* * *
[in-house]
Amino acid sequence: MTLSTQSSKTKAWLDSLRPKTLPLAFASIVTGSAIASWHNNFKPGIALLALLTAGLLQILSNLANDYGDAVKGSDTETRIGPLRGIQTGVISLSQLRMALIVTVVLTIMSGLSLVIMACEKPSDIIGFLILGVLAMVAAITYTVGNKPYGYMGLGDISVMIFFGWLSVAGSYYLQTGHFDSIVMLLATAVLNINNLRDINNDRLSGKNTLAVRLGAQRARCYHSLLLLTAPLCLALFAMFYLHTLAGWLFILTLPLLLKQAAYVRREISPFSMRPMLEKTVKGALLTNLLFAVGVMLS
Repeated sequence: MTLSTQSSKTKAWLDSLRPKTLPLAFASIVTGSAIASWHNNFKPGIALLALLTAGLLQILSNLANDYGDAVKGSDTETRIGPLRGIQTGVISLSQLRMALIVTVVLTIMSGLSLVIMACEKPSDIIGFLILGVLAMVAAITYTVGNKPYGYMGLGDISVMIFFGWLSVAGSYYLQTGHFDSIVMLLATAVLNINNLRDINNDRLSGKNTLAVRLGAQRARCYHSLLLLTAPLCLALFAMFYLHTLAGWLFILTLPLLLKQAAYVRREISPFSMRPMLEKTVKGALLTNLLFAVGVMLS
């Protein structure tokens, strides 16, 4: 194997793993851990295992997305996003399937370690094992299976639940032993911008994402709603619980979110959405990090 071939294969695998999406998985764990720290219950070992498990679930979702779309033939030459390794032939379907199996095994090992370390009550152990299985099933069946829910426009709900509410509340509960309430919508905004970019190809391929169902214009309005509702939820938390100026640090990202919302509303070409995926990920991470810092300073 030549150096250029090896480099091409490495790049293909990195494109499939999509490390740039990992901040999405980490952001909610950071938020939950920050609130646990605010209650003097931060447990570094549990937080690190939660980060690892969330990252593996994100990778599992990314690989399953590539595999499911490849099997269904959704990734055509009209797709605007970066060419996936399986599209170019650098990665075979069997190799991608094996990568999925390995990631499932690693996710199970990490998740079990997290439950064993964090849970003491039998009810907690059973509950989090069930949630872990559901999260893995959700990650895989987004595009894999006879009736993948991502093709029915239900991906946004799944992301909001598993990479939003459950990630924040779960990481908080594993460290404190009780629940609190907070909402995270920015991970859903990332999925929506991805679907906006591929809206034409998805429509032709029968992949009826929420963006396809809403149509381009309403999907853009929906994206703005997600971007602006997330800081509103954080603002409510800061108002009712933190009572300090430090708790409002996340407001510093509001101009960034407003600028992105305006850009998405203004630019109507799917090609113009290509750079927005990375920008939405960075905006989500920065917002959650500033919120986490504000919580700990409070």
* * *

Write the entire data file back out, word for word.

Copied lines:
[in-house]
Amino acid sequence: MTLSTQSSKTKAWLDSLRPKTLPLAFASIVTGSAIASWHNNFKPGIALLALLTAGLLQILSNLANDYGDAVKGSDTETRIGPLRGIQTGVISLSQLRMALIVTVVLTIMSGLSLVIMACEKPSDIIGFLILGVLAMVAAITYTVGNKPYGYMGLGDISVMIFFGWLSVAGSYYLQTGHFDSIVMLLATAVLNINNLRDINNDRLSGKNTLAVRLGAQRARCYHSLLLLTAPLCLALFAMFYLHTLAGWLFILTLPLLLKQAAYVRREISPFSMRPMLEKTVKGALLTNLLFAVGVMLS
Repeated sequence: MTLSTQSSKTKAWLDSLRPKTLPLAFASIVTGSAIASWHNNFKPGIALLALLTAGLLQILSNLANDYGDAVKGSDTETRIGPLRGIQTGVISLSQLRMALIVTVVLTIMSGLSLVIMACEKPSDIIGFLILGVLAMVAAITYTVGNKPYGYMGLGDISVMIFFGWLSVAGSYYLQTGHFDSIVMLLATAVLNINNLRDINNDRLSGKNTLAVRLGAQRARCYHSLLLLTAPLCLALFAMFYLHTLAGWLFILTLPLLLKQAAYVRREISPFSMRPMLEKTVKGALLTNLLFAVGVMLS
């Protein structure tokens, strides 16, 4: 194997793993851990295992997305996003399937370690094992299976639940032993911008994402709603619980979110959405990090 071939294969695998999406998985764990720290219950070992498990679930979702779309033939030459390794032939379907199996095994090992370390009550152990299985099933069946829910426009709900509410509340509960309430919508905004970019190809391929169902214009309005509702939820938390100026640090990202919302509303070409995926990920991470810092300073 030549150096250029090896480099091409490495790049293909990195494109499939999509490390740039990992901040999405980490952001909610950071938020939950920050609130646990605010209650003097931060447990570094549990937080690190939660980060690892969330990252593996994100990778599992990314690989399953590539595999499911490849099997269904959704990734055509009209797709605007970066060419996936399986599209170019650098990665075979069997190799991608094996990568999925390995990631499932690693996710199970990490998740079990997290439950064993964090849970003491039998009810907690059973509950989090069930949630872990559901999260893995959700990650895989987004595009894999006879009736993948991502093709029915239900991906946004799944992301909001598993990479939003459950990630924040779960990481908080594993460290404190009780629940609190907070909402995270920015991970859903990332999925929506991805679907906006591929809206034409998805429509032709029968992949009826929420963006396809809403149509381009309403999907853009929906994206703005997600971007602006997330800081509103954080603002409510800061108002009712933190009572300090430090708790409002996340407001510093509001101009960034407003600028992105305006850009998405203004630019109507799917090609113009290509750079927005990375920008939405960075905006989500920065917002959650500033919120986490504000919580700990409070």